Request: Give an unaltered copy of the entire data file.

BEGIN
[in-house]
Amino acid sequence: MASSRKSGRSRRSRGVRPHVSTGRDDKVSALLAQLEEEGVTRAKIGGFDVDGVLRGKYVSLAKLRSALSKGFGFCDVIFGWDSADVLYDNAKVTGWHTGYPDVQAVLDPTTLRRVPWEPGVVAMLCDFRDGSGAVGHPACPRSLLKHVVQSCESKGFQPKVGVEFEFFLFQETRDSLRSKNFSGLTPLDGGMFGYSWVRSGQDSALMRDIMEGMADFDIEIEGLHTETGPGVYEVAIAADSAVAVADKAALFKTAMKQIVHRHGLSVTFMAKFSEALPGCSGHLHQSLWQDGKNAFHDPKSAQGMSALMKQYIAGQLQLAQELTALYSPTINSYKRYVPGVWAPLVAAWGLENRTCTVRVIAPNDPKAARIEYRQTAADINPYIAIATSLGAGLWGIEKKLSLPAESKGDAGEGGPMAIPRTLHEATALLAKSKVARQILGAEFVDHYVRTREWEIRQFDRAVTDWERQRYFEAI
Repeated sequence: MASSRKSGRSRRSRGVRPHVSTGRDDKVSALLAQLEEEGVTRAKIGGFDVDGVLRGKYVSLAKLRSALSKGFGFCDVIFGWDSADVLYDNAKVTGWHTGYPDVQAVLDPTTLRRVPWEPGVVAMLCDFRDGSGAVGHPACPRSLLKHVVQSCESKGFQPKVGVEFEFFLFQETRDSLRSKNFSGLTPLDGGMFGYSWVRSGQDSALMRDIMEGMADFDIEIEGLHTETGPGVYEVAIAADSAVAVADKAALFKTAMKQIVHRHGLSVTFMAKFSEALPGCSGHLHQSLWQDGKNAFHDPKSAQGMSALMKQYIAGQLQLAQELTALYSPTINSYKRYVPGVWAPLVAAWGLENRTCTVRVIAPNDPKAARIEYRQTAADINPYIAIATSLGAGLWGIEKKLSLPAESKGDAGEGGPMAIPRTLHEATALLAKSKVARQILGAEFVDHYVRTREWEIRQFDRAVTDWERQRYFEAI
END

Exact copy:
[in-house]
Amino acid sequence: MASSRKSGRSRRSRGVRPHVSTGRDDKVSALLAQLEEEGVTRAKIGGFDVDGVLRGKYVSLAKLRSALSKGFGFCDVIFGWDSADVLYDNAKVTGWHTGYPDVQAVLDPTTLRRVPWEPGVVAMLCDFRDGSGAVGHPACPRSLLKHVVQSCESKGFQPKVGVEFEFFLFQETRDSLRSKNFSGLTPLDGGMFGYSWVRSGQDSALMRDIMEGMADFDIEIEGLHTETGPGVYEVAIAADSAVAVADKAALFKTAMKQIVHRHGLSVTFMAKFSEALPGCSGHLHQSLWQDGKNAFHDPKSAQGMSALMKQYIAGQLQLAQELTALYSPTINSYKRYVPGVWAPLVAAWGLENRTCTVRVIAPNDPKAARIEYRQTAADINPYIAIATSLGAGLWGIEKKLSLPAESKGDAGEGGPMAIPRTLHEATALLAKSKVARQILGAEFVDHYVRTREWEIRQFDRAVTDWERQRYFEAI
Repeated sequence: MASSRKSGRSRRSRGVRPHVSTGRDDKVSALLAQLEEEGVTRAKIGGFDVDGVLRGKYVSLAKLRSALSKGFGFCDVIFGWDSADVLYDNAKVTGWHTGYPDVQAVLDPTTLRRVPWEPGVVAMLCDFRDGSGAVGHPACPRSLLKHVVQSCESKGFQPKVGVEFEFFLFQETRDSLRSKNFSGLTPLDGGMFGYSWVRSGQDSALMRDIMEGMADFDIEIEGLHTETGPGVYEVAIAADSAVAVADKAALFKTAMKQIVHRHGLSVTFMAKFSEALPGCSGHLHQSLWQDGKNAFHDPKSAQGMSALMKQYIAGQLQLAQELTALYSPTINSYKRYVPGVWAPLVAAWGLENRTCTVRVIAPNDPKAARIEYRQTAADINPYIAIATSLGAGLWGIEKKLSLPAESKGDAGEGGPMAIPRTLHEATALLAKSKVARQILGAEFVDHYVRTREWEIRQFDRAVTDWERQRYFEAI